The homoeopathic consultation
On meeting the homoeopath for the first time, a careful description and history of the problem to be treated is taken. Questions on every aspect are asked: the how, when, where, why, which and what. This is in order to discover the specific nature of the condition and in what ways it is unique to the patient. While there are many patients who suffer from asthma, for example, and many different medicines that are described as asthma remedies, it is important to be able to individualise in order to match patient to remedy. (Some remedies heal ‘wet’ asthma; others, the dry kind.) The practitioner wants to mould the homoeopathy to the patient, not the other way round.
One of Hahnemann’s greatest insights underlies a foundation stone of homoeopathic philosophy. He propounded the theory that humanity was susceptible to a host of different ailments that were hereditary in origin. He called the various different hereditary causes, ‘miasms’. He understood that we all inherit particular forms of disposition to illness which lead to one person being likely to develop gout and another respiratory problems while a third might suffer from psoriasis. He went further: he stated that disease can be ‘generally traced to some latent, deep-seated, underlying chronic or inherited tendency’ and by identifying patterns of symptoms associated with each miasm, he was able prescribe for patients who had come to a standstill in their treatment as a result of the hereditary disposition being stronger than the body’s efforts to eliminate the symptoms.
In homoeopathic prescribing it is not enough to treat symptoms alone. Belladonna does not treat all fevers; Arnica is not suitable for all bruising. In treating a patient, emotional symptoms are as important as physical symptoms. Therefore, seeing a patient as a whole being becomes a vital part of the treatment.
A homoeopath will usually see a patient, on average, once every month or six weeks, with updates between if needed until the condition is eased or healed. More frequent appointments may be needed for those with more chronic complaints. Hahnemann stated that a disease state can be latent and may manifest at any point in one’s lifetime, as is often the case with the many chronic diseases that may come to affect us. The idea of using homoeopathy as a system of maintenance to avoid the worst effects of chronic disease appealed to Hahnemann and his followers right up to the present day. For some people homoeopathy becomes a way of life. It becomes part of life’s journey during which remedies not only act curatively but are a means of discovering more and more of one’s potential. Seeing a homoeopath regularly throughout your life helps to maintain and balance a healthy mind and body.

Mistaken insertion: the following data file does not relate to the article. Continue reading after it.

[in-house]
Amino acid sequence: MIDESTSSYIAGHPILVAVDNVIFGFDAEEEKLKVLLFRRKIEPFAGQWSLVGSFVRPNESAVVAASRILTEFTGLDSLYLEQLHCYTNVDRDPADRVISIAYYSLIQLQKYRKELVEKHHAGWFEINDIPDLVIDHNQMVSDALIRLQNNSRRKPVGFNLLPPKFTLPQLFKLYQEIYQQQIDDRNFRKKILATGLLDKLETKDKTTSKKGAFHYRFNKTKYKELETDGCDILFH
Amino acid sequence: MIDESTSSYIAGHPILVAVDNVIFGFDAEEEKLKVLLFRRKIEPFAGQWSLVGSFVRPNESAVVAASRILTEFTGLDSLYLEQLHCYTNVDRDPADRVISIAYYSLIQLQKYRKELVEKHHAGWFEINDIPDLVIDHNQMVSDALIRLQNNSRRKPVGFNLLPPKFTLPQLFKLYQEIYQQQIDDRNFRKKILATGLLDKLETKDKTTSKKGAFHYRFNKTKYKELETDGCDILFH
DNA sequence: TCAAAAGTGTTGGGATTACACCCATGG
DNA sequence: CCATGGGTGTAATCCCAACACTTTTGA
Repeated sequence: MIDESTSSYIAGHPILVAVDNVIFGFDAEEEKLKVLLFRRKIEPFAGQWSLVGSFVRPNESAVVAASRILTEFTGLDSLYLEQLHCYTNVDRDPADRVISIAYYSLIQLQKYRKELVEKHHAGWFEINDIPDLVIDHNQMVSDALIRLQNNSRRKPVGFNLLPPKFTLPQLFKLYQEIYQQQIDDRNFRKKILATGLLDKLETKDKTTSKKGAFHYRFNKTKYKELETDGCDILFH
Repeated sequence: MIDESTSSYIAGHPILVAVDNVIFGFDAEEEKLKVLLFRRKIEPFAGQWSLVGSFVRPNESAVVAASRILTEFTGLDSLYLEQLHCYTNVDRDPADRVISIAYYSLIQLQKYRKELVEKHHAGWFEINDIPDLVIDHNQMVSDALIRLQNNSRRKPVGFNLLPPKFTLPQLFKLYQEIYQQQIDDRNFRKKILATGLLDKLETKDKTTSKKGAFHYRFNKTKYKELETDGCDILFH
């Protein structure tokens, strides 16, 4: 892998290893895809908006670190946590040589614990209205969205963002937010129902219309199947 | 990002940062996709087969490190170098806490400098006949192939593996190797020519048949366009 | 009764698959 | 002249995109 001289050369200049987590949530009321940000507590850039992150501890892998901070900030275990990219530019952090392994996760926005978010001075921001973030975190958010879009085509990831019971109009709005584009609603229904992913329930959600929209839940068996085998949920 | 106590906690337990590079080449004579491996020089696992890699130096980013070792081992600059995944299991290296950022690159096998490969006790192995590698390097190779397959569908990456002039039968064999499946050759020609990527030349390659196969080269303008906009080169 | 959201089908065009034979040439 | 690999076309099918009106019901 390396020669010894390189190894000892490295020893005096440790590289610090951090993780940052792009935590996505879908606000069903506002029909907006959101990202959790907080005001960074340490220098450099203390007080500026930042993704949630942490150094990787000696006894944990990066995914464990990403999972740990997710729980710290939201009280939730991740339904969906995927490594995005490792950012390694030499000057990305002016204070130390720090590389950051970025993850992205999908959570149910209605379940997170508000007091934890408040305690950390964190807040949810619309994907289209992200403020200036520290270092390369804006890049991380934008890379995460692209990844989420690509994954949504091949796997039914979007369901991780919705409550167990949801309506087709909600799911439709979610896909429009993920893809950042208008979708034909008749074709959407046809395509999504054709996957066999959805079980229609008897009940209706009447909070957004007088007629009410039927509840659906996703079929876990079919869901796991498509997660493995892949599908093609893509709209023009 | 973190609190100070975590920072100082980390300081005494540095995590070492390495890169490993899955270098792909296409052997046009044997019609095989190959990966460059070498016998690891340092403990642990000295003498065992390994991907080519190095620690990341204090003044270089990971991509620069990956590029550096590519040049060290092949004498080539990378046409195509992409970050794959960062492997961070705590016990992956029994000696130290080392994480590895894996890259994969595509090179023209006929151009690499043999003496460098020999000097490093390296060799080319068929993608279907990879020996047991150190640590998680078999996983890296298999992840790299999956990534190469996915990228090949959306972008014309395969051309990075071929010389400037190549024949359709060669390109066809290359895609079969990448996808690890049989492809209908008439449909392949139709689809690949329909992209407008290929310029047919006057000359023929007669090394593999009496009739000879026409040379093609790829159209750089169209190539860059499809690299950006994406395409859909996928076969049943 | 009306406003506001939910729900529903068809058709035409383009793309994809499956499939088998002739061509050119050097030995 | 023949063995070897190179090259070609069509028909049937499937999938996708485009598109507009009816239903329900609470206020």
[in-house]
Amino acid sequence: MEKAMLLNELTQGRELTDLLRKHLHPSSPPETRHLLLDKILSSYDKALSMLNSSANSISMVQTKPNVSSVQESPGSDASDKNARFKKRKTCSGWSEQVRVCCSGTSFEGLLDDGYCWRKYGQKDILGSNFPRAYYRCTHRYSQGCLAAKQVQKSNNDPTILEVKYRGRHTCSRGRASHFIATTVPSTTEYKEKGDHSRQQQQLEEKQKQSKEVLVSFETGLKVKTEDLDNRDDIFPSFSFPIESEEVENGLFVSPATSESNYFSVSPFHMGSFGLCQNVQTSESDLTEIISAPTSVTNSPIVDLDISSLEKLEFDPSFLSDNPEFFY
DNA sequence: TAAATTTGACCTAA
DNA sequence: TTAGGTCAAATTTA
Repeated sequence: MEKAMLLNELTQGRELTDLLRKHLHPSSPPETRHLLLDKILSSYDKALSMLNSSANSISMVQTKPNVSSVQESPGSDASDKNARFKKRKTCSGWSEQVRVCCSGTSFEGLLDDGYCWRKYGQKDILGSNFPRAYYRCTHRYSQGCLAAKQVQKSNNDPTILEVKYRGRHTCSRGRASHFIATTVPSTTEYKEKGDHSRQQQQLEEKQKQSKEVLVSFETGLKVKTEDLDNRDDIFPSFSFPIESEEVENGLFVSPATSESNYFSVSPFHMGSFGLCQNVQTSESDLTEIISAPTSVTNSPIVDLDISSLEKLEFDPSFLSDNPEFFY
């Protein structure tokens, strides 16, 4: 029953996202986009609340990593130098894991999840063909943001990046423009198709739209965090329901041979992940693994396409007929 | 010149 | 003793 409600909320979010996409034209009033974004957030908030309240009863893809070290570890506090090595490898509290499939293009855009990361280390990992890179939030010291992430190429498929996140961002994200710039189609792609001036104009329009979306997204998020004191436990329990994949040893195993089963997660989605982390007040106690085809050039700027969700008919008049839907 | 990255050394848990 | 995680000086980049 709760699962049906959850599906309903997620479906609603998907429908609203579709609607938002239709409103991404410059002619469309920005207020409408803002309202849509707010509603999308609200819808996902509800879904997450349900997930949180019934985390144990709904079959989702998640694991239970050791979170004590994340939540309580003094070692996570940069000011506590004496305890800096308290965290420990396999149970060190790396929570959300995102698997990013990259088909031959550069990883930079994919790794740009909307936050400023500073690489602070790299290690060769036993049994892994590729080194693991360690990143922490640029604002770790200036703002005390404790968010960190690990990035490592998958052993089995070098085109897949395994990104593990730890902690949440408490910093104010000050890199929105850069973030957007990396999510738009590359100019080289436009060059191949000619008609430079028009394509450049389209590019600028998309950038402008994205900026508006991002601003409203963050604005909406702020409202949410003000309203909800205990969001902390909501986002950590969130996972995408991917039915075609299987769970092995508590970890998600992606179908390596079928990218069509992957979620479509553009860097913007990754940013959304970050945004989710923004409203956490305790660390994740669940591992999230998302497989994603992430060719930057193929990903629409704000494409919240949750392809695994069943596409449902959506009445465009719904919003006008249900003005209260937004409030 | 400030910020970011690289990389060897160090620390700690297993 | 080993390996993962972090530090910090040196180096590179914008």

Despite the ridicule Homoeopathy has provoked among scientists in general and the medical establishment in particular, the sheer number of homoeopathic patients, practitioners, colleges and pharmacies around the world speaks volumes for the efficacy of a very gentle healing art. Because the medicines are rendered harmless by trituration and succussion it is safe even when there are curative reactions; usually in the form of elimination of waste or toxicity from one or other part of the body. It achieves its results not by suppression but by provoking the body’s own healing powers into action, an action temporarily suspended by the strength of the condition. Practitioners do not heal this or that disease; they prescribe remedies in order to remind the body of what it needs to do to heal.